For those of you who still need to obtain a quick understanding and update of the why's, therefore's and wider implications of this unbelievable flow of events, we will email you our July 1998 intelligence bulletin *free*. All you have to do is email LEE at, subject, 'Y2K Intelligence bullet'.

Please say who you are and whether you want it in the form of ascii email, .html attachment (for a Web browser) or .rtf attachment (for any Word Processing package). You can make as many copies (electronic or print) as you like to put your friends and colleagues into the picture, too.

Sincerely, Jan.



Overview of latest findings

The Y2K computer trouble is increasingly liable to have serious economic, social and environmental consequences, as compliance programmes fall further and further behind schedule. When we started monitoring this topic more than three years ago, it was already well-known in software engineering circles that the testing of software fixes was going to be by far the most difficult and time consuming task of all. Already companies are having to admit that even according to their most optimistic assumptions that adequate testing will not be possible in the time left.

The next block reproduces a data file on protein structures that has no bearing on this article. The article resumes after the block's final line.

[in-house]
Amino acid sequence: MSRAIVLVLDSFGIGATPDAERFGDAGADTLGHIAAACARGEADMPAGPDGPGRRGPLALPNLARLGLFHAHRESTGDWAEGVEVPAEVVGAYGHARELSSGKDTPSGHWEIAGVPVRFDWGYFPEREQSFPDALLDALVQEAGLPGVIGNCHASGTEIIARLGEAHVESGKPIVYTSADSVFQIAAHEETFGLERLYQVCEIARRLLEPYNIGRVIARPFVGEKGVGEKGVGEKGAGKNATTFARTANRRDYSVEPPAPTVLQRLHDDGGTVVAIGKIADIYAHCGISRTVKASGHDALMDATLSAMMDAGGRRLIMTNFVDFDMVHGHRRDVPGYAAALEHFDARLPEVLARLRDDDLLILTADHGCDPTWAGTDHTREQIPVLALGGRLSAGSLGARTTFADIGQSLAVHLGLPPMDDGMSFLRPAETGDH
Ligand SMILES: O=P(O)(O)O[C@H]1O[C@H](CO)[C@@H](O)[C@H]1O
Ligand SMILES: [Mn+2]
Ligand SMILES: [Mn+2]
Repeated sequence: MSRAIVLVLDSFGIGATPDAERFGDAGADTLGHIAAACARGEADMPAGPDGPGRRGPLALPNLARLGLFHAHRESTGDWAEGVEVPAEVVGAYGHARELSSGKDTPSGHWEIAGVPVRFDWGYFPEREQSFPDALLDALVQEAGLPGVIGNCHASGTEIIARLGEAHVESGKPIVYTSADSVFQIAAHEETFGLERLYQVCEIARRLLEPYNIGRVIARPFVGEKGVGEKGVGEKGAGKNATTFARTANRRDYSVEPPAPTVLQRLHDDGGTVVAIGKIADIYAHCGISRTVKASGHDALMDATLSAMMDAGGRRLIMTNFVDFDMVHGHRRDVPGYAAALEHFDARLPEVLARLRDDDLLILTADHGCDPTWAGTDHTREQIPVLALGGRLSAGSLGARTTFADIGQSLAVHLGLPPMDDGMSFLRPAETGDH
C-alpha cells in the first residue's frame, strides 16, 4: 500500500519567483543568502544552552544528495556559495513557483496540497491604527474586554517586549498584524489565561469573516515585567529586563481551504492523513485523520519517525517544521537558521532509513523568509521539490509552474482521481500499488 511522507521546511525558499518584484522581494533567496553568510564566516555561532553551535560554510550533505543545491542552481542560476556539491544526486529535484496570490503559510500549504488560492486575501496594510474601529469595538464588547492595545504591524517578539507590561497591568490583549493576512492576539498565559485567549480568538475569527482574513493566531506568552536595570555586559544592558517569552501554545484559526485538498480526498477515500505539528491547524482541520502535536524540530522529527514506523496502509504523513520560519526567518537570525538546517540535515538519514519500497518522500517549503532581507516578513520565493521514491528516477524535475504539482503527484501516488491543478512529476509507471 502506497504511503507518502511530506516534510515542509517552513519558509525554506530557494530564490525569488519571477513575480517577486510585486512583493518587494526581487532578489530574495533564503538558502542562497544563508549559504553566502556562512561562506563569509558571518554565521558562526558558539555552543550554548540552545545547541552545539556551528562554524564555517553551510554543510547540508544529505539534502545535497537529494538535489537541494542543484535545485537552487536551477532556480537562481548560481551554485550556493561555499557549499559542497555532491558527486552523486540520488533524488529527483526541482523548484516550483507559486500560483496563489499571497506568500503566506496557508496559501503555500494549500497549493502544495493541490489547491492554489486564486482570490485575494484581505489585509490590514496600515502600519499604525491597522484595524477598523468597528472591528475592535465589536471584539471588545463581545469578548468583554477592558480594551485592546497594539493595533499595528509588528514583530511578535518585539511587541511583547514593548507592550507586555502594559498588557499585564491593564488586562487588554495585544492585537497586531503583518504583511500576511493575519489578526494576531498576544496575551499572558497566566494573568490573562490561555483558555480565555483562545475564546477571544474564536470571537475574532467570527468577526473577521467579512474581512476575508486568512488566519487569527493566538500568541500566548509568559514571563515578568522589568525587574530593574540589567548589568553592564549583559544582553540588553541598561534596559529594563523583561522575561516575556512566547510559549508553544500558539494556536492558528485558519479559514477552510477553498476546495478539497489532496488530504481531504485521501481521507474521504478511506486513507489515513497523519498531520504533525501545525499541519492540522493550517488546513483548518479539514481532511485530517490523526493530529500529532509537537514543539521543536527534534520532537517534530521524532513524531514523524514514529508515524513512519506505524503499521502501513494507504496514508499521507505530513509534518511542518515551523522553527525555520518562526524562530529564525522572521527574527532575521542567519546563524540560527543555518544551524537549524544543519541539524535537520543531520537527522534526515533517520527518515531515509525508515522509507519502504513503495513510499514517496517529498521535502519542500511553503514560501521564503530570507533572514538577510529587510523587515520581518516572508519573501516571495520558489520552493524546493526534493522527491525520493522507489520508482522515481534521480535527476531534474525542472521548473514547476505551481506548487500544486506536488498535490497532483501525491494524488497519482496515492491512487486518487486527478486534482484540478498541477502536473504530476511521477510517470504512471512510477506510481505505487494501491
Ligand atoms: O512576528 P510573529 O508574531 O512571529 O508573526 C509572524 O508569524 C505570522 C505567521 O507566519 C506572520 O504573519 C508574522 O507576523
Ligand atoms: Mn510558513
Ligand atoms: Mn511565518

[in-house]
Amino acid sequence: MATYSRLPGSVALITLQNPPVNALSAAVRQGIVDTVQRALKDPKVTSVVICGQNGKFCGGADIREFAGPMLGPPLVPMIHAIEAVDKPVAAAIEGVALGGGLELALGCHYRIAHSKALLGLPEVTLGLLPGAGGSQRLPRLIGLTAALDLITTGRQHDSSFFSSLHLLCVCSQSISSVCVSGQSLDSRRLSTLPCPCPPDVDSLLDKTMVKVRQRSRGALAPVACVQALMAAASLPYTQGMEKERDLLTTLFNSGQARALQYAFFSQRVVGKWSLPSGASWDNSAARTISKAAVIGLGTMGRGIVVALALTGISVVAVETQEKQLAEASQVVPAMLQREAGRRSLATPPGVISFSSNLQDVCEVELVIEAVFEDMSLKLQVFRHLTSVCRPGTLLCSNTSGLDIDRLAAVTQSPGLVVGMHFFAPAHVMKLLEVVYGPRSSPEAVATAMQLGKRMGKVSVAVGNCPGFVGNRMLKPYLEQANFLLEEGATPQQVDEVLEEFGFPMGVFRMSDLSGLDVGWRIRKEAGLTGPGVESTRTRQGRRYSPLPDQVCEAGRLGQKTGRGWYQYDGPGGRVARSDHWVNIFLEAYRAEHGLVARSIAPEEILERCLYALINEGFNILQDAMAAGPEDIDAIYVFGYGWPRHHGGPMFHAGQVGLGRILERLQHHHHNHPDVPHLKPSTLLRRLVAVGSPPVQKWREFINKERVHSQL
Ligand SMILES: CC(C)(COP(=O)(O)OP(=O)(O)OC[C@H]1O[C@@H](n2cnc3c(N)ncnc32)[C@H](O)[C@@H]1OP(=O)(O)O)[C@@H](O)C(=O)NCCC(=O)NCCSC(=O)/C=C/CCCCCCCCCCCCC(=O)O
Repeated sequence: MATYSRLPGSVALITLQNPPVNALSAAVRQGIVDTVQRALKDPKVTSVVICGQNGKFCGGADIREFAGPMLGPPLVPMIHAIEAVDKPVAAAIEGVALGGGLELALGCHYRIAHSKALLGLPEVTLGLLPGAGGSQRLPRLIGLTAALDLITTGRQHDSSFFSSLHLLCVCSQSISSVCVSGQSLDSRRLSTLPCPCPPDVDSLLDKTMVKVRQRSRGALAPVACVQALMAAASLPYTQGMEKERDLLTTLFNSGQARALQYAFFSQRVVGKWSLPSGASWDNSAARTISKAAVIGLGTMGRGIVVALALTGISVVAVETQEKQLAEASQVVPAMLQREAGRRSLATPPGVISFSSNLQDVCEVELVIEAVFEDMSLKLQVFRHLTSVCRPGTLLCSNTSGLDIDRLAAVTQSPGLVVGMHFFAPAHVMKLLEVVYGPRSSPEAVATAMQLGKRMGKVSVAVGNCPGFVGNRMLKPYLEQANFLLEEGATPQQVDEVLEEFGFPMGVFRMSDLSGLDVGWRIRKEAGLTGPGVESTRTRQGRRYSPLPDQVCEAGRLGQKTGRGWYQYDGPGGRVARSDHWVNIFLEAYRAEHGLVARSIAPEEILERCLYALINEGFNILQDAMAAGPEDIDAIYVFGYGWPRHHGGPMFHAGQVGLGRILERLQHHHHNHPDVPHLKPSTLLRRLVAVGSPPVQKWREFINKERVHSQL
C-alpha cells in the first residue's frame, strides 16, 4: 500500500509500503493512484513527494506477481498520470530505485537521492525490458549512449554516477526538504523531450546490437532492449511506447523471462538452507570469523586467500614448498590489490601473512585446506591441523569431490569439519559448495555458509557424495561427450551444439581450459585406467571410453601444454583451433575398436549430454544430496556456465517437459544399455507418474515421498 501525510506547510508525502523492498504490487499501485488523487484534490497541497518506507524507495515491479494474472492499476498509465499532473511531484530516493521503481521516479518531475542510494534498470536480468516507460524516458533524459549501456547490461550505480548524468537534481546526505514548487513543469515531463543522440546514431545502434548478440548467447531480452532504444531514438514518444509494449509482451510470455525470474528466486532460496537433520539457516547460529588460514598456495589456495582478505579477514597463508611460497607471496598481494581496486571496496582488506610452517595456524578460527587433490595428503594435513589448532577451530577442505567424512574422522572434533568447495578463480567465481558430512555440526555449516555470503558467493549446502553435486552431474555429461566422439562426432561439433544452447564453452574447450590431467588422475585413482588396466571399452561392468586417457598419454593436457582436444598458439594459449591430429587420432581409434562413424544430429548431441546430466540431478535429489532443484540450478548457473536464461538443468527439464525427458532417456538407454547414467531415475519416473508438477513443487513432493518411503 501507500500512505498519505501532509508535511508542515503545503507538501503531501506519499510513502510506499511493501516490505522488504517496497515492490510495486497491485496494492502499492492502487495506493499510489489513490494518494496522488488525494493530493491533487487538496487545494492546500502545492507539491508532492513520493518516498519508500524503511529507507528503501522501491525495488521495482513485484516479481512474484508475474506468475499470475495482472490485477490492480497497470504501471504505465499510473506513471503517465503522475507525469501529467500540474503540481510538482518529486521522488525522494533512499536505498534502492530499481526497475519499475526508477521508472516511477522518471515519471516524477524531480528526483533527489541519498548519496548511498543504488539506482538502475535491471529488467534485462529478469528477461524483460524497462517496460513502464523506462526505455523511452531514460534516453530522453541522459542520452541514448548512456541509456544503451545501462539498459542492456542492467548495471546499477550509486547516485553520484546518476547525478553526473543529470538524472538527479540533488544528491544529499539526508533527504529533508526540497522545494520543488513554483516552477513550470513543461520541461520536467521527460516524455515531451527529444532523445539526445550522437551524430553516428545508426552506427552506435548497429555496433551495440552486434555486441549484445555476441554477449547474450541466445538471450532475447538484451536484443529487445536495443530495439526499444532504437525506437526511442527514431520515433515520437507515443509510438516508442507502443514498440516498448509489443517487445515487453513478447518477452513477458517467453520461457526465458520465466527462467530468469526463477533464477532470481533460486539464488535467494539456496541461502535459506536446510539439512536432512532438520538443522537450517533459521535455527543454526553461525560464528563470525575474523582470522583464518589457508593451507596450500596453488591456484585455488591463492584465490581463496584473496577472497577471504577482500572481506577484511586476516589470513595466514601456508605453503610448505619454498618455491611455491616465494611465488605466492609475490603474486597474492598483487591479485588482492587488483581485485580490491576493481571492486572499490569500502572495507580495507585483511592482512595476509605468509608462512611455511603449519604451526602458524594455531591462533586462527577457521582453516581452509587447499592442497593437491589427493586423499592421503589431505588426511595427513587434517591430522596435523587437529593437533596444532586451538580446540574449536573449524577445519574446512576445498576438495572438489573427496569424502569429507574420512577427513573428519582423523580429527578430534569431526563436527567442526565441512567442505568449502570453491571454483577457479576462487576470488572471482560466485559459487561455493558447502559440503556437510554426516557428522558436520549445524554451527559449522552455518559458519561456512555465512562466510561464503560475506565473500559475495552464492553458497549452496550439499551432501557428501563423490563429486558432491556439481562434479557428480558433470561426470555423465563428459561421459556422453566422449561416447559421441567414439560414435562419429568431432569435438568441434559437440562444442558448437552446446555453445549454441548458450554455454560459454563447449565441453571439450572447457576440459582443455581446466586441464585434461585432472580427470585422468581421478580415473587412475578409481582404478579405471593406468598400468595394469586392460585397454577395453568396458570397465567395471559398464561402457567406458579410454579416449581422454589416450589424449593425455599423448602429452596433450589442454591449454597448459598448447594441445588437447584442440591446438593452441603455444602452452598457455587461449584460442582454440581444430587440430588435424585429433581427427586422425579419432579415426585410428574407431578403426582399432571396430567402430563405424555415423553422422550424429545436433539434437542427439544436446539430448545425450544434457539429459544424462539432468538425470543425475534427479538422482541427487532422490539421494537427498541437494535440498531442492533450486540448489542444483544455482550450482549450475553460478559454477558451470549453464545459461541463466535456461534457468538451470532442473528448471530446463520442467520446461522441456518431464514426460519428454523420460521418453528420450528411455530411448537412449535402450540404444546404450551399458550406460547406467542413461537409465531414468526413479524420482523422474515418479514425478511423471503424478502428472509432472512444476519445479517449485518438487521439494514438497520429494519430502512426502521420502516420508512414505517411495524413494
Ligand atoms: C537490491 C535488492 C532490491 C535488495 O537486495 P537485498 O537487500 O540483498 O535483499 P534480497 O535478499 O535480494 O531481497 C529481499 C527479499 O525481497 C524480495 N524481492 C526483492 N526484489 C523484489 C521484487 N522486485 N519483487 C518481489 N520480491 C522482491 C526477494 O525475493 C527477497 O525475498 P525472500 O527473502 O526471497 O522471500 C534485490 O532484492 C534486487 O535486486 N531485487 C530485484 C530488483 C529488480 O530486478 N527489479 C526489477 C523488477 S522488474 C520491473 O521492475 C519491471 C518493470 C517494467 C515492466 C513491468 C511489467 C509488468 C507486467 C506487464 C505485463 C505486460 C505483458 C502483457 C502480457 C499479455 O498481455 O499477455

Most recently, reports are starting to appear saying that already hard-pressed Y2K remediation budgets are being cut back because of falling revenues resulting from the global economic crisis. Meanwhile, in the US many companies are characterised as hiding problems in their Y2K programmes because of fears of how such knowledge would affect their stock prices, not to mention the confidence of their customers and their suppliers. Another impediment to sharing knowledge about Y2K is that companies are being strongly advised by their lawyers to keep their experience of Y2K remediation projects confidential so as not to expose themselves to lawsuits.

In the US and the UK where preparations are among the furthest advanced, even in the areas of basic infrastructural services, such as water and electricity, there is no certainty that continuity of service will be possible, especially considering the incidence of software project delays and the ubiquity of embedded processors which regulate time dependent functions. Reports from within the oil industry emphasise the enormity and complexity of the problems faced, especially in terms of finding, replacing and testing of an almost uncountable number of embedded processors.